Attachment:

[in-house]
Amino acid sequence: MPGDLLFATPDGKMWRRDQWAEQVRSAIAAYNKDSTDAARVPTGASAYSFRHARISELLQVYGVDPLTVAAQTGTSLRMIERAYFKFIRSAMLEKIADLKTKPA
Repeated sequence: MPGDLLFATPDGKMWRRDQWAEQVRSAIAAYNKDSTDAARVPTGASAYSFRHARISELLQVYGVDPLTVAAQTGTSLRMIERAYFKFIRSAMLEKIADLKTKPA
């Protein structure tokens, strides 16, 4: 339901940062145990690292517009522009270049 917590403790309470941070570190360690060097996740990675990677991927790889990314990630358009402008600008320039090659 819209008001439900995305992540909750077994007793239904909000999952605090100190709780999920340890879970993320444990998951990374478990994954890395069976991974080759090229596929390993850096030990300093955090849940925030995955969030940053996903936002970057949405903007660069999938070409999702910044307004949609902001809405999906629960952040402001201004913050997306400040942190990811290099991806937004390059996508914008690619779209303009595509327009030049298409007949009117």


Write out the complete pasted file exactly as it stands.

[in-house]
Amino acid sequence: MPGDLLFATPDGKMWRRDQWAEQVRSAIAAYNKDSTDAARVPTGASAYSFRHARISELLQVYGVDPLTVAAQTGTSLRMIERAYFKFIRSAMLEKIADLKTKPA
Repeated sequence: MPGDLLFATPDGKMWRRDQWAEQVRSAIAAYNKDSTDAARVPTGASAYSFRHARISELLQVYGVDPLTVAAQTGTSLRMIERAYFKFIRSAMLEKIADLKTKPA
């Protein structure tokens, strides 16, 4: 339901940062145990690292517009522009270049 917590403790309470941070570190360690060097996740990675990677991927790889990314990630358009402008600008320039090659 819209008001439900995305992540909750077994007793239904909000999952605090100190709780999920340890879970993320444990998951990374478990994954890395069976991974080759090229596929390993850096030990300093955090849940925030995955969030940053996903936002970057949405903007660069999938070409999702910044307004949609902001809405999906629960952040402001201004913050997306400040942190990811290099991806937004390059996508914008690619779209303009595509327009030049298409007949009117």